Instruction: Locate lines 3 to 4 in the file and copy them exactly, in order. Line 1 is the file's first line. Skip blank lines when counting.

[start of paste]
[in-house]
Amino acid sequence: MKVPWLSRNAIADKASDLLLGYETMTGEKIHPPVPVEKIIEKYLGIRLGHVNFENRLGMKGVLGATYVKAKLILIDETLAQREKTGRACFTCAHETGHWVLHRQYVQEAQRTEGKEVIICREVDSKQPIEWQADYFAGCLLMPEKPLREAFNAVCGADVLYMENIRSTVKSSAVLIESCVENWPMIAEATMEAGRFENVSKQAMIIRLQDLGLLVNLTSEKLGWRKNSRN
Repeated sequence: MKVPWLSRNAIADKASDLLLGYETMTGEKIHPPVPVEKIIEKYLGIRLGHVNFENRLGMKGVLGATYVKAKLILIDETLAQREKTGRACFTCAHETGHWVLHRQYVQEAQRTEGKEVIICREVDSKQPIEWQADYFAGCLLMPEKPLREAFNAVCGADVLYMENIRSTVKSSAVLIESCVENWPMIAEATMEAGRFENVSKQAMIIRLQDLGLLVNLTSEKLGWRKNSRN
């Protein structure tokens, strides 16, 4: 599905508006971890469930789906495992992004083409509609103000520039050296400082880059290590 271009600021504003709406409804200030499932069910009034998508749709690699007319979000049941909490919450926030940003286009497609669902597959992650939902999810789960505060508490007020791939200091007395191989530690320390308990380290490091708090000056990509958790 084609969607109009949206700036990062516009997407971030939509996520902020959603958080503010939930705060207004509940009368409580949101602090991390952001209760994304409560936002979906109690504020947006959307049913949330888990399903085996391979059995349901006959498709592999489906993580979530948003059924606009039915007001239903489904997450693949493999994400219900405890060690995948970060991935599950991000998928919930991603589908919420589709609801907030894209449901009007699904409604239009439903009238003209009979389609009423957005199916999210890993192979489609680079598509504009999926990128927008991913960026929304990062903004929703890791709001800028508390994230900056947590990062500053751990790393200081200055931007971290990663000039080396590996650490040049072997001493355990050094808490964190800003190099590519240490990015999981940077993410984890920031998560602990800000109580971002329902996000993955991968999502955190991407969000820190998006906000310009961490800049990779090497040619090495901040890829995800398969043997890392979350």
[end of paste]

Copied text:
Repeated sequence: MKVPWLSRNAIADKASDLLLGYETMTGEKIHPPVPVEKIIEKYLGIRLGHVNFENRLGMKGVLGATYVKAKLILIDETLAQREKTGRACFTCAHETGHWVLHRQYVQEAQRTEGKEVIICREVDSKQPIEWQADYFAGCLLMPEKPLREAFNAVCGADVLYMENIRSTVKSSAVLIESCVENWPMIAEATMEAGRFENVSKQAMIIRLQDLGLLVNLTSEKLGWRKNSRN
């Protein structure tokens, strides 16, 4: 599905508006971890469930789906495992992004083409509609103000520039050296400082880059290590 271009600021504003709406409804200030499932069910009034998508749709690699007319979000049941909490919450926030940003286009497609669902597959992650939902999810789960505060508490007020791939200091007395191989530690320390308990380290490091708090000056990509958790 084609969607109009949206700036990062516009997407971030939509996520902020959603958080503010939930705060207004509940009368409580949101602090991390952001209760994304409560936002979906109690504020947006959307049913949330888990399903085996391979059995349901006959498709592999489906993580979530948003059924606009039915007001239903489904997450693949493999994400219900405890060690995948970060991935599950991000998928919930991603589908919420589709609801907030894209449901009007699904409604239009439903009238003209009979389609009423957005199916999210890993192979489609680079598509504009999926990128927008991913960026929304990062903004929703890791709001800028508390994230900056947590990062500053751990790393200081200055931007971290990663000039080396590996650490040049072997001493355990050094808490964190800003190099590519240490990015999981940077993410984890920031998560602990800000109580971002329902996000993955991968999502955190991407969000820190998006906000310009961490800049990779090497040619090495901040890829995800398969043997890392979350």